Cluster-Level Infrastructure Software OS of a WSC - Resource management: controls mapping of user tasks to HW resources, enforces priorities and quotas, considers power limitations and energy usage optimization - Hardware abstraction and basic services: e.g., reliable distributed storage, message passing, and cluster-level synchronization as reusable modules or services - Deployment and maintenance: e.g., software image distribution, configuration management, monitoring and debugging and optimization - Programming frameworks: e.g., MapReduce and BigTable improve programmability by automatically handling data partitioning, distribution, fault tolerance National Tsing Hua University

20 Programming Models Most prevalent programming model: MapReduce - Embarrassingly parallel operations performed on very large datasets, e.g., search on a keyword, aggregate a count over several documents - Application writer provides Map and Reduce functions that operate on key-value pairs Hadoop: - An open-source implementation of the MapReduce framework; makes it easy for users to write MapReduce programs without worrying about low-level task/data management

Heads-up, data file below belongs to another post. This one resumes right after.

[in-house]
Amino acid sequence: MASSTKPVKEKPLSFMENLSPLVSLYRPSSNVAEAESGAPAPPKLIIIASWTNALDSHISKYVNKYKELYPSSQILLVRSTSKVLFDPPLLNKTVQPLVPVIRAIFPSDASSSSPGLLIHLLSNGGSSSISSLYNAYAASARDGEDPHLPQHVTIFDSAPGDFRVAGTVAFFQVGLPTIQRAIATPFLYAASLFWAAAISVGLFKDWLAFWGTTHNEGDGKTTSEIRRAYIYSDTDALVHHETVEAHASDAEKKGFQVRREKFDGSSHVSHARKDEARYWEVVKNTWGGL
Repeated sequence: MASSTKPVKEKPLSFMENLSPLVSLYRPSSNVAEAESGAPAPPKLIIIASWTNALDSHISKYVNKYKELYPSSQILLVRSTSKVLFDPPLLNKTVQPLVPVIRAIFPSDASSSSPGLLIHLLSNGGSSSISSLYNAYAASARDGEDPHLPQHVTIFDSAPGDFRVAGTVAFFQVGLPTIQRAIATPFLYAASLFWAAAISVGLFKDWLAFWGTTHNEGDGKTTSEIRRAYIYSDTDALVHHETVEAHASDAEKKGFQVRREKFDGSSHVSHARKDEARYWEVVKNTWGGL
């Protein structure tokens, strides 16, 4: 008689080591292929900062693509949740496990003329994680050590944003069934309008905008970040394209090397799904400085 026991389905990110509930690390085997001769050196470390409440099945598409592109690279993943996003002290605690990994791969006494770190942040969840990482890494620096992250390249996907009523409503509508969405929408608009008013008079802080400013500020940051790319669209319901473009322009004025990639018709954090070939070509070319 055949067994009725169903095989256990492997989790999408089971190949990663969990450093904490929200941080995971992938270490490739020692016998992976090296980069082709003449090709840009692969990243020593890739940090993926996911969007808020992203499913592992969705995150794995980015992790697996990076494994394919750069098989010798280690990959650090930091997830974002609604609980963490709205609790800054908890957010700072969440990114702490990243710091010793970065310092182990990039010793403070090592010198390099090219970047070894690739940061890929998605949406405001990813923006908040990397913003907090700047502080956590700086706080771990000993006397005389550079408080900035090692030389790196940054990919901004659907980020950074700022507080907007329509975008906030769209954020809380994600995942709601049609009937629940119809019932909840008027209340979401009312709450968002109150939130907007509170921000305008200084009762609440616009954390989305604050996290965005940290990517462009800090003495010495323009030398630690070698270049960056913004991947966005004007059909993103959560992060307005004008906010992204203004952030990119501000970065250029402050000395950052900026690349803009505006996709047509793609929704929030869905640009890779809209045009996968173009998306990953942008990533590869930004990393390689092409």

National Tsing Hua University 21 Programming Models Map: operates on a collection of records - A record is (say) a webpage or a facebook user profile - The records are in the file system and scattered across several servers - Thousands of map functions are spawned on thousands of computers to work on all records in parallel - Provides new set of key-value pairs as intermediate values Reduce: aggregates and sorts the results produced by the Mappers, also performed in parallel

National Tsing Hua University 22 Hadoop: MapReduce Open Source Hadoop jobs consist of two types of tasks: - Map and Reduce tasks - Reduce tasks can only start when all map tasks have finished Hadoop cluster: - Compute nodes: where map and reduce tasks execute - Each compute node has a number of slots for the execution of map and reduce tasks - Each compute node has a TaskTracker daemon that monitors the execution of map and reduce tasks

National Tsing Hua University 23 MapReduce Model M: number of map tasks of a job k: number of map slots per worker node c: number of compute nodes n = k x c concurrent tasks National Tsing Hua University 24